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Compilers: Let Me Obfuscate That For You

27 Apr 2014

In my previous post, I had assembled the following C loop, using gcc -O0:

    for (i = 0; i < 10000000; i++) { }

It became this assembly:

[...]
    15  .L3:
    16      addl    $1, -4(%rbp)
    17  .L2:
    18      cmpl    $9999999, -4(%rbp)
    19      jle .L3
[...]

You might wonder why exactly the "< 10000000" test became a jle (jump less-than or equal) of 999999, instead of a jl (jump less-than) of 1000000, like the C code. I've always suspected it's a compiler optimization to save bytes based on different binary encodings.

Seems that it is (stackoverflow): it's about reducing the constant by 1 so that it can fit in fewer bytes. That's great, since such optimizations can improve the efficiency of the CPU caches, the cache hit ratio, and performance in general.

Out of curiosity I compiled both versions and ran objdump on the binaries, to see how many bytes were saved:

$ diff objdump.jl objdump.jle
124,125c124,125
<   4004c1: 81 7d fc 40 42 0f 00    cmpl   $0xf4240,-0x4(%rbp)
<   4004c8: 7c f3                   jl     4004bd 
---
>   4004c1: 81 7d fc 3f 42 0f 00    cmpl   $0xf423f,-0x4(%rbp)
>   4004c8: 7e f3                   jle    4004bd 

None. But the compiler did it anyway, obfuscating the binary output. I was happier when I didn't know this.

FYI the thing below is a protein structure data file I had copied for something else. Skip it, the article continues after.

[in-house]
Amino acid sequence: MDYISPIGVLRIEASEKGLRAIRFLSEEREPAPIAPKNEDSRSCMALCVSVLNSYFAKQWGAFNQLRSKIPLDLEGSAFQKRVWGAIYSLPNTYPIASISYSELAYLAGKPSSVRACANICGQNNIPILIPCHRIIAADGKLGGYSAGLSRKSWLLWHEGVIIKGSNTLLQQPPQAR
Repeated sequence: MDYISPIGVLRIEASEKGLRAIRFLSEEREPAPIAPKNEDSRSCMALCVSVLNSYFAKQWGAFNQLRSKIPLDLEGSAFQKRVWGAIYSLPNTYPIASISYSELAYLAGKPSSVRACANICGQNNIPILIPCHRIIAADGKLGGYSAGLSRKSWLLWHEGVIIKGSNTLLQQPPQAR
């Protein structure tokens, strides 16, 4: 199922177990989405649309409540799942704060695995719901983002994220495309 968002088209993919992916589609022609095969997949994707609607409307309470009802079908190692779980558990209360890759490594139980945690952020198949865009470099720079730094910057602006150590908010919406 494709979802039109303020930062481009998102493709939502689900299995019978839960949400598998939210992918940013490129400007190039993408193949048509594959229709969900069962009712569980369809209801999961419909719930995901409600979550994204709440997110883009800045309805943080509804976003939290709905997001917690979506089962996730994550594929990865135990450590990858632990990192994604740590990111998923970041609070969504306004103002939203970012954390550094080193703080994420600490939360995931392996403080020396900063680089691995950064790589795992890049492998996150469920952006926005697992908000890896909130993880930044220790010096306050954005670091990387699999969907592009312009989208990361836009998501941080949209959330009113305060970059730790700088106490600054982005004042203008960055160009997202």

What's annoying is that this makes debugging harder that it needs to be. Constants can be a good target to search for when browsing long assembly listings. Had I searched for 1000000, I wouldn't have found it.

The compiler does know whether the optimization makes a difference or not – after all, it's the one emitting the final machine code!

This gcc version is:

$ gcc --version
gcc (GCC) 4.8.2 20131212 (Red Hat 4.8.2-7)

It does provide -Og. From the man page "-Og enables optimizations that do not interfere with debugging.", however, this still changes the constant.

I believe the code responsible in gcc is the simplify_compare_const() function from combine.c:

/* Do some canonicalizations based on the comparison code.  We prefer
     comparisons against zero and then prefer equality comparisons.
     If we can reduce the size of a constant, we will do that too.  */
  switch (code)
    {
    case LT:
      /* < C is equivalent to <= (C - 1) */
      if (const_op > 0)
        {
          const_op -= 1;
          code = LE;
          /* ... fall through to LE case below.  */
        }
      else

This can work; here's the optimization saving 3 bytes when the constant is 128:

jl of 128:
  4004c1:   81 7d fc 80 00 00 00    cmpl   $0x80,-0x4(%rbp)
  4004c8:   7c f3                   jl     4004bd 

jle of 127:
  4004c1:   83 7d fc 7f             cmpl   $0x7f,-0x4(%rbp)
  4004c5:   7e f6                   jle    4004bd 

Neat.

That makes me a bit happier about the obfuscation, knowing that some of the time this helps.



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